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Continuation high for Ripon
Aim is to help struggling students graduate
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Students struggling to meet graduation requirements could soon have an educational option.

 Trustees of the Ripon Unified School District on Monday approved the application for a continuation school.

Camille Taylor, director of student support services, said the district will look to establish this alternative education for those who have fallen behind in their curriculum.

“Classes would be smaller, individualized, and designed for them,” she said.

The name filed on the state application reads “RUSD Continuation School.” But, Taylor said, that’s in name only.

“It’s only a temporary name,” she added.

Superintendent Louise Johnson listed a few reasons to start up a continuation school.

At Ripon High, some students have experienced difficulties in remaining on track for graduation while others have fallen behind in credits.

“Previously, neighboring school districts were able to accommodate the few students needing an alternative high school, but with the increasing number of Ripon students needing this option, it is time for the district to establish its own continuation school,” she said in her Feb. 1 letter to the state Education Programs Consultant Jacie Ragland.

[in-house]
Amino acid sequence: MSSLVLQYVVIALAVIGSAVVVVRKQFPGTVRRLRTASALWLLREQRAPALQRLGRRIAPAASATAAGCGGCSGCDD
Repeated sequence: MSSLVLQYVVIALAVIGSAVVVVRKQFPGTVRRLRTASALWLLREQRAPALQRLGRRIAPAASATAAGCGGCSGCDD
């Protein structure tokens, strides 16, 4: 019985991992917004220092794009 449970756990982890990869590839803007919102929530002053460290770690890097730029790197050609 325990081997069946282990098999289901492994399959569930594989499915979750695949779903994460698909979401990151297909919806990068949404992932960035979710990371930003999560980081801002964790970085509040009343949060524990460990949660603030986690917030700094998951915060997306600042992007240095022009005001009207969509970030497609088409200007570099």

Once started, Johnson noted, the school will not only address the needs of students but accept both voluntary and involuntary transfer students from Ripon High.

The state education code requires a district to establish and maintain a continuation class at each high school.

“To date, the Ripon district does not have a continuation high school program, and needs to establish one at this point in time,” Johnson said

Taylor noted that the proposed continuation school would kickoff with a two-member staff.

Students, who must be at least 16, would have a place in Ripon to make up courses in English, math, history, life science, health and even some of the electives.

In addition, the district hopes to maintain some of its enrollment figures with a continuation school serving as a safety net.

In the past year, RHS lost about 20 students. Of that, 15 lacked units and five turned 18 and dropped out of school.

To contact Vince Rembulat, e-mail